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Sunspots are holes in the Sun’s outer atmosphere which allow a stream of particles and solar flares to depart from the surface.
This can be a problem for Earth if the cosmic particles hit because they can cause our atmosphere to expands and essentially make satellite technology redundant.
Since yesterday, scientists have said the sunspot appeared and grew astonishingly quickly.
The website Space Weather states: “Yesterday, sunspot AR2715 did not exist. Today, it sprawls across more than 60,000 km of solar surface with a primary dark core twice as wide as Earth.
“The dimensions of the fast-growing sunspot group make it an easy target for backyard solar telescopes and a potential source of solar flares. Monitoring is encouraged.”
Solar flares unleash winds which can pummel the Earth.
For the most part, the Earth’s magnetic field protects humans from the barrage of radiation that comes with solar storms, but they can affect satellite-based technology.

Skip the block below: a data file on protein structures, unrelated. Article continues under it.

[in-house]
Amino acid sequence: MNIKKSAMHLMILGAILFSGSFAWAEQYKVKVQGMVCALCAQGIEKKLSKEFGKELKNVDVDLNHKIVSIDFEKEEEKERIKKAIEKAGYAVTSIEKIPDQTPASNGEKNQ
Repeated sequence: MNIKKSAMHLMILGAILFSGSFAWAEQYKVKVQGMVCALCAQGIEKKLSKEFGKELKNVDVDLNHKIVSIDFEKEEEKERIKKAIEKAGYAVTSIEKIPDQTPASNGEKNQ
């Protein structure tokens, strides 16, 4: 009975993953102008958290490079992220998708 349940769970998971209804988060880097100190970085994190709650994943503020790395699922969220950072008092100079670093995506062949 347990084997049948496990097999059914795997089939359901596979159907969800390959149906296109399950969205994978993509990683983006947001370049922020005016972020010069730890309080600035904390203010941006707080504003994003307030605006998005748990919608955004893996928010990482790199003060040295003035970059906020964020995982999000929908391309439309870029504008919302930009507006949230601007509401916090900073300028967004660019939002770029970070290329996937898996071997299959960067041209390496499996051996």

Solar winds can heat the Earth’s outer atmosphere, causing it to expand.
This can affect satellites in orbit, potentially leading to a lack of GPS navigation, mobile phone signal and satellite TV such as Sky.
Additionally, a surge of particles can lead to high currents in the magnetosphere, which can lead to higher than normal electricity in power lines, resulting in electrical transformers and power stations blow outs and a loss of power.
The higher amounts of radiation also leave people vulnerable to cancer.
However, solar storms can result in Southern or Northern Lights – or aurora australis and aurora borealis – depending on which hemisphere the solar winds hit.
As the magnetosphere gets bombarded by solar winds, stunning blue lights can appear over the upper reaches of the Northern hemisphere and the lower parts of the southern hemisphere.